Techno-Dinosauris & Other Pesky Critters

We’ve all heard about ’em.  Seen ’em.  Some of us even own a few.  I’m talking about the latest and greatest in communication technology: iPhones, smart phones, iPads, texting.  Handy-dandy little items, these, especially when it comes to capturing creative genius on the fly.  Right?  Uh, right?  Put another way: what recording device do I use to lasso that creative gem before it stales and staggers into the overcrowded corral of busy forgetfulness?

Don’t Tell Anyone

I use paper and a pen.  No, really.  I do (don’t tell anyone).  You’ll hear plenty of folks hawking the marvels of modern technology for jotting down their flashes of brilliance.  I’m not one of them.  Call me an old-fashioned stick in the mud, but I prefer cramming a pen and a 3″ x 4″ spiral bound notebook into my pocket for this purpose.  The items are small, portable, lightweight, easily accessible, require neither electricity nor batteries and are… inexpensive (in the case of an overturned canoe or sudden downpour out on the trail).  Added bonus: paper and pen are also low-tech, e.g., don’t require a Ph.D in computer software to operate.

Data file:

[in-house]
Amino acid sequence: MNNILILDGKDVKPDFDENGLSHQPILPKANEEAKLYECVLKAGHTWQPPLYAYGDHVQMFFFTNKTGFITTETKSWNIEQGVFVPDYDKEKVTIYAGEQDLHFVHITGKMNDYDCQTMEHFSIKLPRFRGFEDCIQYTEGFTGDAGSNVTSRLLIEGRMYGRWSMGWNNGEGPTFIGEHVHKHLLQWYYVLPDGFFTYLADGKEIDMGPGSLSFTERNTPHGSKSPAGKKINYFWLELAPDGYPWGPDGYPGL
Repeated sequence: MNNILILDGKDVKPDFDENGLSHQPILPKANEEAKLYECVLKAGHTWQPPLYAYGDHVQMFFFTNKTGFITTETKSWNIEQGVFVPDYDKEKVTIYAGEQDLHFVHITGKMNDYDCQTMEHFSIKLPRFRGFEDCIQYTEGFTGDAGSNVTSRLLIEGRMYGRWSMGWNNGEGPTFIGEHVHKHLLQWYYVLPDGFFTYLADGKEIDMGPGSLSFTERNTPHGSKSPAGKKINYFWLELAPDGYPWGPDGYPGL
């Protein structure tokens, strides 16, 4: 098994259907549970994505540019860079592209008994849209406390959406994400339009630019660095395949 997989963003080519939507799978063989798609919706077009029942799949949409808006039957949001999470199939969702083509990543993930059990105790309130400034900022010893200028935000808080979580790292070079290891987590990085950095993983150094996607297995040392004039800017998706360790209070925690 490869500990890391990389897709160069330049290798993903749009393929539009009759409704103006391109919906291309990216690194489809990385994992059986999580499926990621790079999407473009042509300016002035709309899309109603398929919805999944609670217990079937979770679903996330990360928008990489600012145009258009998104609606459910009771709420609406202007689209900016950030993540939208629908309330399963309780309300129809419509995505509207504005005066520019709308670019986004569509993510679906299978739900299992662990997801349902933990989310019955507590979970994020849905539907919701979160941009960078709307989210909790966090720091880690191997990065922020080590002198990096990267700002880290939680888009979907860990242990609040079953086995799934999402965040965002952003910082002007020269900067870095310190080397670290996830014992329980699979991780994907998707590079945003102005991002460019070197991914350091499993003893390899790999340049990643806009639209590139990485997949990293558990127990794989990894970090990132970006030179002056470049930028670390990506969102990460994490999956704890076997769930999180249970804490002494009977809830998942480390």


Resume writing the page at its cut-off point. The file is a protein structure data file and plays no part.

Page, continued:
Yeah, I’m a Dinosaur

Another confession.  I prefer a good old-fashioned hard copy book that I can hold in my hands to any ebook, any day of the week.  I know, I know.  I’m a dinosaur.  Know what?  I don’t care.

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There’s a lot to be said for opening a real book, the kind you have to touch, turn pages, feel texture, smell ink, creak covers open.  Return on time or risk the ire of your local librarian.  Call me a brontosaurus, but as far as I’m concerned, real books are paper-and-ink, not bytes and bits.  It’s like having lunch with a real flesh-and-blood friend vs.  a Facebook conversation or trying to cultivate an authentic “relationship” via 140 character tweets.

The ‘Microwave Version’?

Real books are never in a hurry.  They’re meant to be savored, enjoyed over time like a long chat with an old friend.  There’s something inherently awry with “read on the fly” technology whose primary purpose is convenience.  There’s something about physically holding a book and turning real pages that’s lost on a Kindle.  Sure, the latter may be quick and convenient, but is that what reading is about?  Kindle-ing and the like strikes me as trying to rush a sunset or telling Mozart to hurry.  Real books pour their wit and winsomeness into our minds, seep into our souls, wrap around our hearts and woo us into their world over time, via the printed page.  You just can’t do that with the “microwave” version.

Am I hopeless, or what?

Do you prefer ebook or hard copy? Why?

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P.S.: Get the inside scoop on my next writing project first!

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